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Gov. DeSantis privately called for Google to be 'broken up'

Gov. Ron DeSantis
Scott Keeler
Associated Press
In previously unreported comments made in 2021, Florida Gov. Ron DeSantis said technology companies like Google “should be broken up” by the U.S. government, reports ProPublica.

Thisstorywas originally published by ProPublica. ProPublica is a Pulitzer Prize-winning investigative newsroom. Sign up for The Big Story newsletter to receive stories like this one in your inbox.

Florida governor Ron DeSantis has frequently railed against “Big Tech.” He has accused Google, Facebook and Twitter of silencing conservative voices.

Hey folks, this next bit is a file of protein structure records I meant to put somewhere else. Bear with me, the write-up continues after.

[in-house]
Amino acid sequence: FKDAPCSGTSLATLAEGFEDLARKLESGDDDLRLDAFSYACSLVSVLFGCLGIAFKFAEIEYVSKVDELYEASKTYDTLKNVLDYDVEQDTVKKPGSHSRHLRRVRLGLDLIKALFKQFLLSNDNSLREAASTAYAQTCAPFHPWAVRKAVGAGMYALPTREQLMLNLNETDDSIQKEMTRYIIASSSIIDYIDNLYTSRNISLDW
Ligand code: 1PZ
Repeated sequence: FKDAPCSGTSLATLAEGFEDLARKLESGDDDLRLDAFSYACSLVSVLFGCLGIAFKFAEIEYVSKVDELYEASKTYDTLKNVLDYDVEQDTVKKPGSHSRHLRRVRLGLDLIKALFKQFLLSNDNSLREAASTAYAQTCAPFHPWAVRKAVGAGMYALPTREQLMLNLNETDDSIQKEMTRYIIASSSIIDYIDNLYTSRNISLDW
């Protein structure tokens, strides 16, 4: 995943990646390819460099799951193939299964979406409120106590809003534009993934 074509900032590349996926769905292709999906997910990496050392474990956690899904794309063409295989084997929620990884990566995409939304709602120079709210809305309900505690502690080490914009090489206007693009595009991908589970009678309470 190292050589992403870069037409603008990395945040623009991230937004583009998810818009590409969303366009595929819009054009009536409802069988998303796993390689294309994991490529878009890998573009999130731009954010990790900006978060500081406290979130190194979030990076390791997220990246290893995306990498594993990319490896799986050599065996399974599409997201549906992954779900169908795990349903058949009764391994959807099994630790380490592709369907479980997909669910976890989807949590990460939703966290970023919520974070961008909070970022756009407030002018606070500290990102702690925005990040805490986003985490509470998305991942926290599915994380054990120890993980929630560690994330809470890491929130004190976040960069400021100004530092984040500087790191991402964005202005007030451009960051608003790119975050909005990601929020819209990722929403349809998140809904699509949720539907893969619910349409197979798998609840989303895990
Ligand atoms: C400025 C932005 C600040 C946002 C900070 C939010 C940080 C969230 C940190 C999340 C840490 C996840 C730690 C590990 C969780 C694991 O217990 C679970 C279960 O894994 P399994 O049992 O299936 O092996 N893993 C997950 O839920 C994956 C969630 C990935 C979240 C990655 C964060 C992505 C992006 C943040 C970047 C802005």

But in private, DeSantis has gone even further.

In previously unreported comments made in 2021, DeSantis said technology companies like Google “should be broken up” by the U.S. government.

DeSantis, widely considered a presidential hopeful, made the remarks at an invite-only retreat for the Teneo Network, a “private and confidential” group for elite conservatives. ProPublica and Documented obtained video of the event.

“They’re just too big, they have too much power,” DeSantis said. “I think they’re exercising a more negative influence on our society than the trusts that got broken up at the early 20th century.” He added that large tech companies “are ruining our country. They’re a very negative influence. And so I think you need to be strong about it.”

DeSantis’ call to break up large tech companies occurred at the Teneo Network’s annual retreat in 2021. As ProPublica and Documented recently reported, the Teneo Network aims to “crush liberal dominance” across many areas of American society, according to its chairman Leonard Leo, the influential legal activist and longtime leader of the Federalist Society.

DeSantis’ office did not respond to requests seeking comment. Teneo declined to comment.